One of the predominant narratives used in describing Steven Soderbergh's career is that he's a director capable of helming both slick Hollywood product (Erin Brockovich, the Oceans films) and more idiosyncratic, decidedly uncommercial fare (Schizopolis, Full Frontal). Of course, this is terribly reductive and hardly accounts for the way both sensibilities tend to overlap throughout his filmography -- perhaps most apparent in 2000's Traffic, a nuanced and complex portrait of the war on drugs that's paced like a breakneck thriller without resorting to simpleminded sentiment or moralizing.
In many ways a close cousin to Soderbergh's most recent film, Contagion, Traffic is a constitutionally cold film. Even in its most harrowing, emotion-laden moments, there's a clinical detachment that allows Soderbergh to present a wide-ranging, even-handed look at massive bureaucratic entities and the people that inhabit them. At the same time, Soderbergh is a masterful storyteller, cutting together seemingly disparate moments for maximum impact.
Working with three major plot threads, Soderbergh assigns a distinct color aesthetic to each -- a hip stylistic affectation that works effectively as an orienting device in the crisscross narrative. In blown-out, harshly yellow hues, we witness the tribulations of Tijuana cop Javier Rodriguez (an Oscar-winning Benicio Del Toro), striving to be honest in a country where we're told being a cop is an entrepreneurial activity. A cold, blue tint casts a depressive pallor over the story of Robert Wakefield (Michael Douglas), an Ohio Supreme Court Justice appointed to the position of federal drug czar who simultaneously witnesses the descent of his daughter (Erika Christensen) into addiction. And bright, hyper-naturalistic tones accompany Don Cheadle and Luis Guzmán as a pair of undercover DEA agents on the verge of a big bust, which turns a kingpin's trophy wife (Catherine Zeta-Jones) into a fiercely combative protector of her own privileged lifestyle.
These primary narrative threads are accompanied by a stable of supporting characters (played by, among many others, Dennis Quaid, Miguel Ferrer, Topher Grace, Albert Finney, James Brolin, Clifton Collins Jr., Viola Davis, Salma Hayek and Benjamin Bratt) that help create what feels like a fully realized cinematic world. This kind of character and environmental detail generally takes at least a miniseries to achieve (Stephen Gaghan's screenplay is based on the 1989 British miniseries Traffik), but Gaghan's script construction and Soderbergh's impeccably economic storytelling make it happen in less than two and a half very brisk hours.
The Blu-ray Disc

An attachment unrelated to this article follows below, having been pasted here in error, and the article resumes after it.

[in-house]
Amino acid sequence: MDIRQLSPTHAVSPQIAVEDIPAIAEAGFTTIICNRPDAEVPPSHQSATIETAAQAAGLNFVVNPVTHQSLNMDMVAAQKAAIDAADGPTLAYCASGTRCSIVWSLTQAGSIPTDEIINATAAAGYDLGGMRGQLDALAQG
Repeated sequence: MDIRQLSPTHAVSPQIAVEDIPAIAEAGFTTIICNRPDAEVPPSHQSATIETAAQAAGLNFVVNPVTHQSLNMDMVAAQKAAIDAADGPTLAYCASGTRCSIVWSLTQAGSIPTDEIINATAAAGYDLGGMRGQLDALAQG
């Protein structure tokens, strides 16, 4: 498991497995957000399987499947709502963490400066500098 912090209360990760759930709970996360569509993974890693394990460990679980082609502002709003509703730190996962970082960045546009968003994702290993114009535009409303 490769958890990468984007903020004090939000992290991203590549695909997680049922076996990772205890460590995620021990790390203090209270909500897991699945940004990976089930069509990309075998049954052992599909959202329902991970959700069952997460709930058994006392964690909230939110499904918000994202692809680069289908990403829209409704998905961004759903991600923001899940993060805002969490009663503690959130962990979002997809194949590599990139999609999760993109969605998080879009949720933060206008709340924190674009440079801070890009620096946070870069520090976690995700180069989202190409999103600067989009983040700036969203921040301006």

Opening the film up from its theatrical 1.85:1 aspect ratio that was featured on the DVD, Criterion presents Traffic in a 1080p, 1.78:1 aspect ratio, described as Soderbergh's preferred ratio. This director-approved transfer looks fantastic from the get-go, bringing out more distinctive details from each of the film's visual approaches. The yellow-tinted Mexico scenes achieve an even more blown-out, high-contrast look, and heavy film grain often takes a center stage. The blue-tinted Wakefield scenes feature excellent sharpness and clarity, while the hyper-bright colors of the drug bust scenes are more obviously oversaturated than DVD editions make clear. Fine pattern and object detail is superb throughout.
Audio is presented with two options: a default 5.1 DTS-HD Master Audio track and a 2.0 surround DTS-HD track. Naturally, the 5.1 mix is heftier, although both handle the film's barrage of dialogue and occasional loud effects clearly and cleanly. Per the director's request, English subtitles during the Spanish-speaking scenes are non-removable.
Pretty much a direct port of Criterion's two-disc DVD, the Blu-ray edition brings over the excellent supplements from that edition. My favorite inclusions are the three technical demonstrations, which walk you through the film processing used on the Mexico scenes, the editing of four scenes and the dialogue/sound editing of a different four scenes. The two editing demos are a fascinating, if brief look at the technical minutiae essential to filmmaking.
Also included are 25 minutes of deleted scenes with optional commentary from Soderbergh and Gaghan, four segments of raw additional footage presented with multiple-angle viewing, trailers and TV spots, and a small gallery of trading cards featuring canine members of the U.S. Customs drug detection team. The disc comes complete with three audio commentaries as well -- Soderbergh and Gaghan; a team of three producers and two technical consultants; and composer Cliff Martinez, whose commentary accompanies a music-only track and includes an alternate ending music cue.
The package comes with a thin insert that includes an essay by New York Times critic Manohla Dargis.
The Bottom Line
Criterion presents a worthy upgrade of Soderbergh's impressively constructed film about the futility of the war on drugs.